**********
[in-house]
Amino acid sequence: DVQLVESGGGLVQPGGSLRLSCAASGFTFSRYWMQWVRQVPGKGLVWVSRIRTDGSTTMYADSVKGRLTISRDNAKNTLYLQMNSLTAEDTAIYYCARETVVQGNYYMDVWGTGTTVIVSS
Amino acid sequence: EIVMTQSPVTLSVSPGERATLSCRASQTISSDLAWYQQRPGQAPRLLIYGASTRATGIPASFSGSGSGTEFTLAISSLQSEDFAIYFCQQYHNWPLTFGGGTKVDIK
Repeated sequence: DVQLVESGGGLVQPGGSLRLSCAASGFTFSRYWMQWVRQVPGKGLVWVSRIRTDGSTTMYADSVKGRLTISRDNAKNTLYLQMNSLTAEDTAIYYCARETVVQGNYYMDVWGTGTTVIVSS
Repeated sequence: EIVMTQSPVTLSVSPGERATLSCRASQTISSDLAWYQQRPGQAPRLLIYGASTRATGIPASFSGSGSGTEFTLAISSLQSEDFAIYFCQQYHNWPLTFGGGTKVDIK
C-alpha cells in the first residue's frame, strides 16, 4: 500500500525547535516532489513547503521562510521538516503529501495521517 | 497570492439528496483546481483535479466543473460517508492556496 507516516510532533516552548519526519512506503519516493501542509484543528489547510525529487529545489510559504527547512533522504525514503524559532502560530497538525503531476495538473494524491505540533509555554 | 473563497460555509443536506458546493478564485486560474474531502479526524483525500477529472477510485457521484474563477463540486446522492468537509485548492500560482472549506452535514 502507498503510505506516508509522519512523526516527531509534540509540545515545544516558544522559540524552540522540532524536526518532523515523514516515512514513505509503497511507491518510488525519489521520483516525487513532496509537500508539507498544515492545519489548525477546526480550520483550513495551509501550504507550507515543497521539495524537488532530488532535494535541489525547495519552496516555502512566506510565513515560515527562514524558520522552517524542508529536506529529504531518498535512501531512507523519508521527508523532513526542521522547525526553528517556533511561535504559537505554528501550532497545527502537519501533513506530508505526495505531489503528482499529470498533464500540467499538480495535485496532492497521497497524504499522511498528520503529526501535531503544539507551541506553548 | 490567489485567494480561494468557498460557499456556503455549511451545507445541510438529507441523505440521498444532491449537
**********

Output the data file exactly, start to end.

[in-house]
Amino acid sequence: DVQLVESGGGLVQPGGSLRLSCAASGFTFSRYWMQWVRQVPGKGLVWVSRIRTDGSTTMYADSVKGRLTISRDNAKNTLYLQMNSLTAEDTAIYYCARETVVQGNYYMDVWGTGTTVIVSS
Amino acid sequence: EIVMTQSPVTLSVSPGERATLSCRASQTISSDLAWYQQRPGQAPRLLIYGASTRATGIPASFSGSGSGTEFTLAISSLQSEDFAIYFCQQYHNWPLTFGGGTKVDIK
Repeated sequence: DVQLVESGGGLVQPGGSLRLSCAASGFTFSRYWMQWVRQVPGKGLVWVSRIRTDGSTTMYADSVKGRLTISRDNAKNTLYLQMNSLTAEDTAIYYCARETVVQGNYYMDVWGTGTTVIVSS
Repeated sequence: EIVMTQSPVTLSVSPGERATLSCRASQTISSDLAWYQQRPGQAPRLLIYGASTRATGIPASFSGSGSGTEFTLAISSLQSEDFAIYFCQQYHNWPLTFGGGTKVDIK
C-alpha cells in the first residue's frame, strides 16, 4: 500500500525547535516532489513547503521562510521538516503529501495521517 | 497570492439528496483546481483535479466543473460517508492556496 507516516510532533516552548519526519512506503519516493501542509484543528489547510525529487529545489510559504527547512533522504525514503524559532502560530497538525503531476495538473494524491505540533509555554 | 473563497460555509443536506458546493478564485486560474474531502479526524483525500477529472477510485457521484474563477463540486446522492468537509485548492500560482472549506452535514 502507498503510505506516508509522519512523526516527531509534540509540545515545544516558544522559540524552540522540532524536526518532523515523514516515512514513505509503497511507491518510488525519489521520483516525487513532496509537500508539507498544515492545519489548525477546526480550520483550513495551509501550504507550507515543497521539495524537488532530488532535494535541489525547495519552496516555502512566506510565513515560515527562514524558520522552517524542508529536506529529504531518498535512501531512507523519508521527508523532513526542521522547525526553528517556533511561535504559537505554528501550532497545527502537519501533513506530508505526495505531489503528482499529470498533464500540467499538480495535485496532492497521497497524504499522511498528520503529526501535531503544539507551541506553548 | 490567489485567494480561494468557498460557499456556503455549511451545507445541510438529507441523505440521498444532491449537